Welcome to the musical meandering insights of Aaron Joy. Here you'll find 600 reviews of CDs & DVDs of rock & metal in all its variations, mainstream & indie. What they all share is that the album or band is unique in some way & not every submission was reviewed. Please share these reviews or link to them if you like what you read. Reviews are no longer being posted here but feel free to e-mail Aaron & post comments. (Formerly the Roman Midnight Music Blog) (last update 5/23/2017)


So, there's so much talk of why bands don't sell albums ... illegal downloading, bad economy, bad music, no PR, don't tour enough, no more music stores, not famous enough, nobody buys albums only singles, prices are too high. All of these reasons I can both support and debunk without much effort. Interestingly, though, some of these reasons I often find debunked or supported by musicians while music business folks debunk/support a separate set and non-music folks another set. For example, listeners I often hear declare how wonderful Spotify is, but as someone distributing music through it I can't think of how its beneficial since it doesn't pay out what fans think it pays out. While I hear fans decry the large bonuses music executives make that sucks up profits earned on the backs of hard working bands, but music business folks seem to be silent on this topic.

But, I'd like to suggest another reason bands struggle with album sales. Actually, a couple reasons.

Let's say, for example, the Allman Brothers release a new album here in 2013. They turn out good music, without doubt, but most listeners, either casual or dedicated fans, are going to probably respond with the thought that the new album isn't going to be as good as what they did in the past some 30 years ago. Thus, there's some hesitance, by the casual fan at least, to buy the new album. It's going to take a lot of publicity and amazing reviews to get that one sale to happen. Or, let's say a new album comes from Hot Tuna or Bad Company? How many bands today do you consider past their prime and thus hesitate to buy their new album, irregardless of good reviews? How many bands have their greatest album long behind them? So, how can you get excited about the newest album? Let alone many bands now lack so many original members they're the bands we know in name only. We're certainly not buying the band we once loved. And, with that so many bands have changed their sound so much what they do now we don't enjoy as much. So, here I started with one reasons sales don't happen and look how fast it spun into three reasons.

While the other part of this is how many musicians are past their commercial sell by date? I thought Tom Petty's "Mojo" was amazing and one of the best albums he'd done in years, but I'm a minority. For the casual or younger, or at least under 30, fan Tom Petty is a name of the past, a nostalgia act. He has no clout anymore and that essentially means no sales potentially. A big break can happen, like the Beach Boys reunion, but how many older bands aren't getting such publicity breakthroughs that will reach to new and younger audiences? I mean, Neil Diamond, Boz Skaggs, Steve Miller aren't exactly hip names. Even Heart is suffering ... a changed sound, as mentioned already, doesn't help ... let alone just the natural changes in vocal prowess caused by age ... thus we're back to the best albums were made long ago.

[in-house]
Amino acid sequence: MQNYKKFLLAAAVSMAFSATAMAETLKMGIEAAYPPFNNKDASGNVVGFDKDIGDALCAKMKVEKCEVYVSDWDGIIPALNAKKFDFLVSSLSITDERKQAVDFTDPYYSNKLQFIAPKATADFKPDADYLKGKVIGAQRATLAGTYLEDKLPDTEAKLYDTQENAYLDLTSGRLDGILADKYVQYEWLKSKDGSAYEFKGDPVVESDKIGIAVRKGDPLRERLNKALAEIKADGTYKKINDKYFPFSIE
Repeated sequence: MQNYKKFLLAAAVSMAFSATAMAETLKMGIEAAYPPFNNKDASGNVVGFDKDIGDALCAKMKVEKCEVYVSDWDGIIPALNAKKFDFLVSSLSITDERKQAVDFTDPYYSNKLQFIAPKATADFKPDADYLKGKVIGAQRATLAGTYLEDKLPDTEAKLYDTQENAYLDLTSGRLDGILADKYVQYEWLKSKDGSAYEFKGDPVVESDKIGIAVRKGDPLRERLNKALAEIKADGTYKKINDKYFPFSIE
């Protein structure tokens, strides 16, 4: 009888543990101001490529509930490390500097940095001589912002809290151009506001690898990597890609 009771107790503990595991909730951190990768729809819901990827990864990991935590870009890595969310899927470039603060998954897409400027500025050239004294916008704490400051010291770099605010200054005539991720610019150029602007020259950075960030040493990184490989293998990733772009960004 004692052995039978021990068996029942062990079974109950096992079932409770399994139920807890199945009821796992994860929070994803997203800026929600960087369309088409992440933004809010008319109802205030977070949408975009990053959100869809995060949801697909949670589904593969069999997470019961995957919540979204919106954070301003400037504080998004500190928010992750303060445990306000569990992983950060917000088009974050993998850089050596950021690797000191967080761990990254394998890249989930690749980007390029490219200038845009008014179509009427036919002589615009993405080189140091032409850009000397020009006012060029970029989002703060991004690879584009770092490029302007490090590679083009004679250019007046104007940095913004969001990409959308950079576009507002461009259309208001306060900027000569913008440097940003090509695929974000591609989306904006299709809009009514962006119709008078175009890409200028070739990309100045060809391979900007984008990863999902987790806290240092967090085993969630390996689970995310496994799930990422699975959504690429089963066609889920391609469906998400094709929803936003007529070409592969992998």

Now, this gives an excuse to well known bands of the past. But, what about indies or lesser known bands? Obviously they have the added problem of a small fan base or less money to put towards publicity, but I'd like to suggest another factor I've not heard.

I have 2000 songs on my computer. I review over a hundred albums a year. Many of these will be reviewed. I have an excuse, but this is normal for most folks I know who aren't reviewing anything. I don't know how many albums that is. As for CD's? Hundreds. As for vinyl albums tucked away? Well, not so many as I once did but still plenty. Why do I need one more album? I've not even opened CD's I bought a couple years ago and even sold a few unopened. I've got downloads I've not listened to. You're who? Okay, I'll listen to your album ... someday.

We've all got all this music at our hands, but don't have time to listen to it. So, the desire to add more to our already endless collection isn't that strong except for bands we really like or are friends with or just grab us. Or, combined with the previous thoughts ... I have 2000 albums so why add the new Allman Brothers album I'm not going to listen to and then listen to only once and maybe not like?

The world where we save up our money to buy an album and we listen to it endlessly for weeks on end is gone for many of us. Now we can download the complete works of any musician with a few button hits. Will stopping illegal downloading stop this? Nope. Amazon still has super amazing prices and for very little I can get everything by a particular artist and if I want it badly I will ... and it will be a lot cheaper than buying all the CD's. Who doesn't get excited at a discount?

I actually found an album on my desk the other week from 2009 - Florence & The Machine. I loved her "Dog Days" song and wanted the album. It was the only album from a new artist I bought that year. Here it is 2013. It's still sealed! When do I have time? So, far I'm telling people it's a great album.

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